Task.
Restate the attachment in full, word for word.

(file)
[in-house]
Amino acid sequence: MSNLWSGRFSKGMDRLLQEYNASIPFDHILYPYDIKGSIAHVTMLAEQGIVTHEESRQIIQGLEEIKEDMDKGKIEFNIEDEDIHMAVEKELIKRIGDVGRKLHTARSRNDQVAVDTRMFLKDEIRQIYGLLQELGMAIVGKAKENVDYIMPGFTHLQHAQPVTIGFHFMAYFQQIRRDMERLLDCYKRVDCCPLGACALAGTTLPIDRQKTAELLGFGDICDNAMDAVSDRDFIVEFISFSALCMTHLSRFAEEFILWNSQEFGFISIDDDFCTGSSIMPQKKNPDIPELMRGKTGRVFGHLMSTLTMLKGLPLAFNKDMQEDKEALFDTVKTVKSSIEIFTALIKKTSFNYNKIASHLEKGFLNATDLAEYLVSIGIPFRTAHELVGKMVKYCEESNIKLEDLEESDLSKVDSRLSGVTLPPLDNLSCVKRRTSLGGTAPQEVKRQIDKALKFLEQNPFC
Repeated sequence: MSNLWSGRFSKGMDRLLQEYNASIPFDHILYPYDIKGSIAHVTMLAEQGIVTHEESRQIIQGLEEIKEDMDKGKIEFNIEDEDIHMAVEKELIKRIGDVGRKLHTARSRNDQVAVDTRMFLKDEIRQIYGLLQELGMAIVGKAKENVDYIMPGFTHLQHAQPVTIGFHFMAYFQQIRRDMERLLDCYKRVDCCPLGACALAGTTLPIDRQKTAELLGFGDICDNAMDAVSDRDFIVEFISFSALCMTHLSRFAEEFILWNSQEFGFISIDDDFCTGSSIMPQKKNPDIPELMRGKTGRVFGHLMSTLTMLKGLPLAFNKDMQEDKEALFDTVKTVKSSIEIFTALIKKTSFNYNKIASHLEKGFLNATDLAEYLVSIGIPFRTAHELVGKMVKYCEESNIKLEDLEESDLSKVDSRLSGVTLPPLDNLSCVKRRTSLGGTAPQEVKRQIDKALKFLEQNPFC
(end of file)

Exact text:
[in-house]
Amino acid sequence: MSNLWSGRFSKGMDRLLQEYNASIPFDHILYPYDIKGSIAHVTMLAEQGIVTHEESRQIIQGLEEIKEDMDKGKIEFNIEDEDIHMAVEKELIKRIGDVGRKLHTARSRNDQVAVDTRMFLKDEIRQIYGLLQELGMAIVGKAKENVDYIMPGFTHLQHAQPVTIGFHFMAYFQQIRRDMERLLDCYKRVDCCPLGACALAGTTLPIDRQKTAELLGFGDICDNAMDAVSDRDFIVEFISFSALCMTHLSRFAEEFILWNSQEFGFISIDDDFCTGSSIMPQKKNPDIPELMRGKTGRVFGHLMSTLTMLKGLPLAFNKDMQEDKEALFDTVKTVKSSIEIFTALIKKTSFNYNKIASHLEKGFLNATDLAEYLVSIGIPFRTAHELVGKMVKYCEESNIKLEDLEESDLSKVDSRLSGVTLPPLDNLSCVKRRTSLGGTAPQEVKRQIDKALKFLEQNPFC
Repeated sequence: MSNLWSGRFSKGMDRLLQEYNASIPFDHILYPYDIKGSIAHVTMLAEQGIVTHEESRQIIQGLEEIKEDMDKGKIEFNIEDEDIHMAVEKELIKRIGDVGRKLHTARSRNDQVAVDTRMFLKDEIRQIYGLLQELGMAIVGKAKENVDYIMPGFTHLQHAQPVTIGFHFMAYFQQIRRDMERLLDCYKRVDCCPLGACALAGTTLPIDRQKTAELLGFGDICDNAMDAVSDRDFIVEFISFSALCMTHLSRFAEEFILWNSQEFGFISIDDDFCTGSSIMPQKKNPDIPELMRGKTGRVFGHLMSTLTMLKGLPLAFNKDMQEDKEALFDTVKTVKSSIEIFTALIKKTSFNYNKIASHLEKGFLNATDLAEYLVSIGIPFRTAHELVGKMVKYCEESNIKLEDLEESDLSKVDSRLSGVTLPPLDNLSCVKRRTSLGGTAPQEVKRQIDKALKFLEQNPFC